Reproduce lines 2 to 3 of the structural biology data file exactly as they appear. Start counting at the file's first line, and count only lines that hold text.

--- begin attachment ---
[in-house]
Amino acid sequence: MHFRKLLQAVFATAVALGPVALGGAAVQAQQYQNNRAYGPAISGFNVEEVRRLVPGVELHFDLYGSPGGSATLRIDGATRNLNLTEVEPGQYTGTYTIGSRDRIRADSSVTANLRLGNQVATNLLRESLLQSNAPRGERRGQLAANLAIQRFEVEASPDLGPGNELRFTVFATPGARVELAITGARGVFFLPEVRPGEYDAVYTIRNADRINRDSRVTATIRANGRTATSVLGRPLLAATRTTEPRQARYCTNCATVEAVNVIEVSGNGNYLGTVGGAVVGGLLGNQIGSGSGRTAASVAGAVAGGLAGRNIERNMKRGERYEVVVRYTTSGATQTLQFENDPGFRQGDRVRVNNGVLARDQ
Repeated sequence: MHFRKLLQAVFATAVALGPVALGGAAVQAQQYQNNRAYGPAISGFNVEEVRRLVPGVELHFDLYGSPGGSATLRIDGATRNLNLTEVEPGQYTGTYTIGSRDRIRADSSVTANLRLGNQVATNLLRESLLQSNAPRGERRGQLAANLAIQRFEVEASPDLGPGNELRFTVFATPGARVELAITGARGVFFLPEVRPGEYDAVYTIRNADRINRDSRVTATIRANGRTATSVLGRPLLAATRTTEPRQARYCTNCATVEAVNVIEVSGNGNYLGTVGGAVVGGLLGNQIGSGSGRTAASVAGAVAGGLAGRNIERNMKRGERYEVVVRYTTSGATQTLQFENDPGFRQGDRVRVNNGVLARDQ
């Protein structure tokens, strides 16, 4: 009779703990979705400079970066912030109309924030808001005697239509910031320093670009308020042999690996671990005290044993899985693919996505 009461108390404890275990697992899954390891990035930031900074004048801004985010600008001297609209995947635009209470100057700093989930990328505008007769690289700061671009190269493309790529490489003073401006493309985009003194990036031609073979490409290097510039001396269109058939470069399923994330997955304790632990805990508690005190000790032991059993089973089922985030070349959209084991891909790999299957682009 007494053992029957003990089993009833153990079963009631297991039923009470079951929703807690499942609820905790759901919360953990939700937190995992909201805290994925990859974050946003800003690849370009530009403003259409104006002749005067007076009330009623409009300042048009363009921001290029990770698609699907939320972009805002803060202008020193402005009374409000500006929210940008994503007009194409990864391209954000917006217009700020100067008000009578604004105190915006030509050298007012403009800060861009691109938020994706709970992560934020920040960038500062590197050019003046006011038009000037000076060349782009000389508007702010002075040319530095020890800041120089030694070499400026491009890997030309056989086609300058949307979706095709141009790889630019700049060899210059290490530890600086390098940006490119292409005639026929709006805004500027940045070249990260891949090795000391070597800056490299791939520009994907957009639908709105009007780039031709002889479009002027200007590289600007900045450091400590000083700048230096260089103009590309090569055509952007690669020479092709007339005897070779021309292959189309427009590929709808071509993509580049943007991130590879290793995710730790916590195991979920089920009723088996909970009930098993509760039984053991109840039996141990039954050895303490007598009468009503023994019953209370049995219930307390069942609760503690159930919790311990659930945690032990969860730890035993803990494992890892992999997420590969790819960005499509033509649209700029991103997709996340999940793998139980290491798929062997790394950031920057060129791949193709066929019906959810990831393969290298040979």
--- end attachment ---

Amino acid sequence: MHFRKLLQAVFATAVALGPVALGGAAVQAQQYQNNRAYGPAISGFNVEEVRRLVPGVELHFDLYGSPGGSATLRIDGATRNLNLTEVEPGQYTGTYTIGSRDRIRADSSVTANLRLGNQVATNLLRESLLQSNAPRGERRGQLAANLAIQRFEVEASPDLGPGNELRFTVFATPGARVELAITGARGVFFLPEVRPGEYDAVYTIRNADRINRDSRVTATIRANGRTATSVLGRPLLAATRTTEPRQARYCTNCATVEAVNVIEVSGNGNYLGTVGGAVVGGLLGNQIGSGSGRTAASVAGAVAGGLAGRNIERNMKRGERYEVVVRYTTSGATQTLQFENDPGFRQGDRVRVNNGVLARDQ
Repeated sequence: MHFRKLLQAVFATAVALGPVALGGAAVQAQQYQNNRAYGPAISGFNVEEVRRLVPGVELHFDLYGSPGGSATLRIDGATRNLNLTEVEPGQYTGTYTIGSRDRIRADSSVTANLRLGNQVATNLLRESLLQSNAPRGERRGQLAANLAIQRFEVEASPDLGPGNELRFTVFATPGARVELAITGARGVFFLPEVRPGEYDAVYTIRNADRINRDSRVTATIRANGRTATSVLGRPLLAATRTTEPRQARYCTNCATVEAVNVIEVSGNGNYLGTVGGAVVGGLLGNQIGSGSGRTAASVAGAVAGGLAGRNIERNMKRGERYEVVVRYTTSGATQTLQFENDPGFRQGDRVRVNNGVLARDQ